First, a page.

Lynch, only Mass. congressman not to sign letter asking Supreme Court to overturn DOMA, blames e-mail glitch

The entire Massachusetts congressional delegation except Representative Stephen Lynch signed onto a brief today asking the US Supreme Court to overturn the Defense of Marriage Act, a distinction that Lynch’s office said was not a political statement but the result of an e-mail glitch.

Eight of the nine House members and both US senators from Massachusetts joined 202 other mostly Democratic members of Congress in signing the brief, which was organized in the House by Democratic leadership.

That included Representative Edward Markey – Lynch’s Democratic rival in the special election to replace former senator John F. Kerry — who issued a statement touting the brief and challenging the constitutionality of DOMA, which restricts marriage in the eyes of the federal government to a legal union between a man and a woman.


“It’s long past time to abolish DOMA and send this discriminatory law to the pages of the history books,’’ Markey said.

Lynch’s congressional office indicated that he would have signed the brief if he had known about it, but Democratic leaders were unable to get through to his staff:

“As a result of an e-mail miscommunication, our office was not made aware that the amicus brief was being circulated. Congressman Lynch has long opposed the so-called Defense of Marriage Act and believes that DOMA is unconstitutional. Congressman Lynch has also consistently co-sponsored the Respect for Marriage Act, which would repeal DOMA,’’ spokeswoman Meaghan Maher said in an e-mailed statement.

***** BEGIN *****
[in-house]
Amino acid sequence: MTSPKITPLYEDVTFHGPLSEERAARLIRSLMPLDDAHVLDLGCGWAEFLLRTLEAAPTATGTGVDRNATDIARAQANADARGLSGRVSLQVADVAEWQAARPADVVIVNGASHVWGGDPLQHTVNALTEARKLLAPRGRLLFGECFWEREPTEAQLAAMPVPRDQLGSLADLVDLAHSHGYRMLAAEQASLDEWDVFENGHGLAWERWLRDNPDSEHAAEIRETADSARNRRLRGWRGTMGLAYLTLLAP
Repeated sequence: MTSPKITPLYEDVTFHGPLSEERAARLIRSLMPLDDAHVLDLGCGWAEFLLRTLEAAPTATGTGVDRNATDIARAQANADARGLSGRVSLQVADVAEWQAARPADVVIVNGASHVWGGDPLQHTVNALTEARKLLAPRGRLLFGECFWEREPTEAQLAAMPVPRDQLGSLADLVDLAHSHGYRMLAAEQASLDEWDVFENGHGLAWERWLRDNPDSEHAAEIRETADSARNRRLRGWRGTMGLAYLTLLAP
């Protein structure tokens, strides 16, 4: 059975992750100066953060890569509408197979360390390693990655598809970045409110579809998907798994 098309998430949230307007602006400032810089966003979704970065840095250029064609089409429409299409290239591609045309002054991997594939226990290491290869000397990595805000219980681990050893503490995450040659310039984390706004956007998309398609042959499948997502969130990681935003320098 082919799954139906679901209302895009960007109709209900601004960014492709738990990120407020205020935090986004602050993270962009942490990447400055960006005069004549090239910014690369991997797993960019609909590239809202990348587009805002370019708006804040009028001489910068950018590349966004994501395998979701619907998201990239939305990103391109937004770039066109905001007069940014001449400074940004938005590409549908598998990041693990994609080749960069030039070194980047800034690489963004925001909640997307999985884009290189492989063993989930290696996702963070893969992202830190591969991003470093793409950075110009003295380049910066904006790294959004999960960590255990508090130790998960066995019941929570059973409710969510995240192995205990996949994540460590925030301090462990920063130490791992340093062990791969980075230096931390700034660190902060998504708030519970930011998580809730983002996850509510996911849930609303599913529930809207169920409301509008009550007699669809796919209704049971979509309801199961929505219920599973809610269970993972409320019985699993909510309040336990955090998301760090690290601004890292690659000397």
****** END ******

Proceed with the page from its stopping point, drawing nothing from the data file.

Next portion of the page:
In a follow-up tweet, Lynch campaign spokesman Conor Yunits called the e-mail glitch “convenient given D.C. effort to choose candidate.’’ Much of the Democratic establishment in Washington threw its support behind Markey in the opening days of the race.

In 1996, Markey was among a minority in Congress that refused to support DOMA, which passed overwhelmingly at the time.

Lynch, then a state legislator known for conservative views on gay rights, has since had a noted change in his beliefs.

In the last two sessions of Congress, both Lynch and Markey have signed on as cosponsors of a bill seeking to repeal DOMA through the legislative process, known as the Respect for Marriage Act.


Last year, Lynch received a score of 90 out of 100 from from the Human Rights Campaign, an advocacy group for gay rights. But he was the only Democrat in the state’s congressional delegation not to receive a perfect score of 100.

Lynch was dinged for not supporting two pieces of legislation backed by the Human Rights Campaign: a proposal seeking to bestow the same immigration benefits to gay immigrants as those enjoyed by heterosexuals, and an extension of spousal health care and other benefits to federal civilian employees. Senator Scott Brown, at the time the lone Republican in the delegation, scored 55 out of 100.

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